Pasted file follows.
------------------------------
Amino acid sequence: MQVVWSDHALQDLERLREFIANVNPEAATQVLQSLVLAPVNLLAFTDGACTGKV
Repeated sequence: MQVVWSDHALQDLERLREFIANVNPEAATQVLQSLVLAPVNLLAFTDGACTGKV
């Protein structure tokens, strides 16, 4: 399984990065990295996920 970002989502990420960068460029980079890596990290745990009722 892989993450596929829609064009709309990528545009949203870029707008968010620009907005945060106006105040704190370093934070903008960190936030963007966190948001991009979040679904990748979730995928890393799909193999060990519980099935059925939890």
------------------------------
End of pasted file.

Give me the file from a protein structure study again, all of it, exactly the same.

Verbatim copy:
Amino acid sequence: MQVVWSDHALQDLERLREFIANVNPEAATQVLQSLVLAPVNLLAFTDGACTGKV
Repeated sequence: MQVVWSDHALQDLERLREFIANVNPEAATQVLQSLVLAPVNLLAFTDGACTGKV
């Protein structure tokens, strides 16, 4: 399984990065990295996920 970002989502990420960068460029980079890596990290745990009722 892989993450596929829609064009709309990528545009949203870029707008968010620009907005945060106006105040704190370093934070903008960190936030963007966190948001991009979040679904990748979730995928890393799909193999060990519980099935059925939890």